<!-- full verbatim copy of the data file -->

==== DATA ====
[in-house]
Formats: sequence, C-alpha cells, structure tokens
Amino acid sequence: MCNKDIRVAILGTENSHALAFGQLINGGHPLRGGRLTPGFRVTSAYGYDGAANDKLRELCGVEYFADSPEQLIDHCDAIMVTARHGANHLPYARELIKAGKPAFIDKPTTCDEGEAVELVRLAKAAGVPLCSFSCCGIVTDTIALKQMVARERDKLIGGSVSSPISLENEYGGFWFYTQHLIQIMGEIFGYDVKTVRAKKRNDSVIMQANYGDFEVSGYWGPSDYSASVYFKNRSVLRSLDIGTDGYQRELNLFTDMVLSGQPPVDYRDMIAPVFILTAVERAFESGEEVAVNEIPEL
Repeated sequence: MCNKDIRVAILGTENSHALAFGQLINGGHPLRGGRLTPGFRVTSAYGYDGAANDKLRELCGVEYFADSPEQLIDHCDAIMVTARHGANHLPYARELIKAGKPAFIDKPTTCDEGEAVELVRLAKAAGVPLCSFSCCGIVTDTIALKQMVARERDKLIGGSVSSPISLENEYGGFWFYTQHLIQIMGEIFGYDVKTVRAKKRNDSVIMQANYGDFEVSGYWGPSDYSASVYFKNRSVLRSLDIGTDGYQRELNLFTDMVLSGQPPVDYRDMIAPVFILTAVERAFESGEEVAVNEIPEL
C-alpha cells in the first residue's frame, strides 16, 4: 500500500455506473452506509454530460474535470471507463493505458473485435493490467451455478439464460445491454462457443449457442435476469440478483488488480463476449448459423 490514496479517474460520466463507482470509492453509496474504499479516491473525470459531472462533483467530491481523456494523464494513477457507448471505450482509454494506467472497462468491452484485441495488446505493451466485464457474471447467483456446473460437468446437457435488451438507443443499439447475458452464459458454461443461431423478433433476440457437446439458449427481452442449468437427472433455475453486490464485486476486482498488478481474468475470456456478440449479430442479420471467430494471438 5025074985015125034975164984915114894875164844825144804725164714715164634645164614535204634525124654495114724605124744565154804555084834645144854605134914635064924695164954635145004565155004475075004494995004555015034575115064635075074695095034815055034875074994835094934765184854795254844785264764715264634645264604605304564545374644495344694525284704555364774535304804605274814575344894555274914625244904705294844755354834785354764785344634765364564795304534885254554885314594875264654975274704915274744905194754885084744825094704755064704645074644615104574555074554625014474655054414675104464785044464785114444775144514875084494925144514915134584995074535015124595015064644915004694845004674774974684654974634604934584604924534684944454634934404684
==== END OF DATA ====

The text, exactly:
[in-house]
Formats: sequence, C-alpha cells, structure tokens
Amino acid sequence: MCNKDIRVAILGTENSHALAFGQLINGGHPLRGGRLTPGFRVTSAYGYDGAANDKLRELCGVEYFADSPEQLIDHCDAIMVTARHGANHLPYARELIKAGKPAFIDKPTTCDEGEAVELVRLAKAAGVPLCSFSCCGIVTDTIALKQMVARERDKLIGGSVSSPISLENEYGGFWFYTQHLIQIMGEIFGYDVKTVRAKKRNDSVIMQANYGDFEVSGYWGPSDYSASVYFKNRSVLRSLDIGTDGYQRELNLFTDMVLSGQPPVDYRDMIAPVFILTAVERAFESGEEVAVNEIPEL
Repeated sequence: MCNKDIRVAILGTENSHALAFGQLINGGHPLRGGRLTPGFRVTSAYGYDGAANDKLRELCGVEYFADSPEQLIDHCDAIMVTARHGANHLPYARELIKAGKPAFIDKPTTCDEGEAVELVRLAKAAGVPLCSFSCCGIVTDTIALKQMVARERDKLIGGSVSSPISLENEYGGFWFYTQHLIQIMGEIFGYDVKTVRAKKRNDSVIMQANYGDFEVSGYWGPSDYSASVYFKNRSVLRSLDIGTDGYQRELNLFTDMVLSGQPPVDYRDMIAPVFILTAVERAFESGEEVAVNEIPEL
C-alpha cells in the first residue's frame, strides 16, 4: 500500500455506473452506509454530460474535470471507463493505458473485435493490467451455478439464460445491454462457443449457442435476469440478483488488480463476449448459423 490514496479517474460520466463507482470509492453509496474504499479516491473525470459531472462533483467530491481523456494523464494513477457507448471505450482509454494506467472497462468491452484485441495488446505493451466485464457474471447467483456446473460437468446437457435488451438507443443499439447475458452464459458454461443461431423478433433476440457437446439458449427481452442449468437427472433455475453486490464485486476486482498488478481474468475470456456478440449479430442479420471467430494471438 5025074985015125034975164984915114894875164844825144804725164714715164634645164614535204634525124654495114724605124744565154804555084834645144854605134914635064924695164954635145004565155004475075004494995004555015034575115064635075074695095034815055034875074994835094934765184854795254844785264764715264634645264604605304564545374644495344694525284704555364774535304804605274814575344894555274914625244904705294844755354834785354764785344634765364564795304534885254554885314594875264654975274704915274744905194754885084744825094704755064704645074644615104574555074554625014474655054414675104464785044464785114444775144514875084494925144514915134584995074535015124595015064644915004694845004674774974684654974634604934584604924534684944454634934404684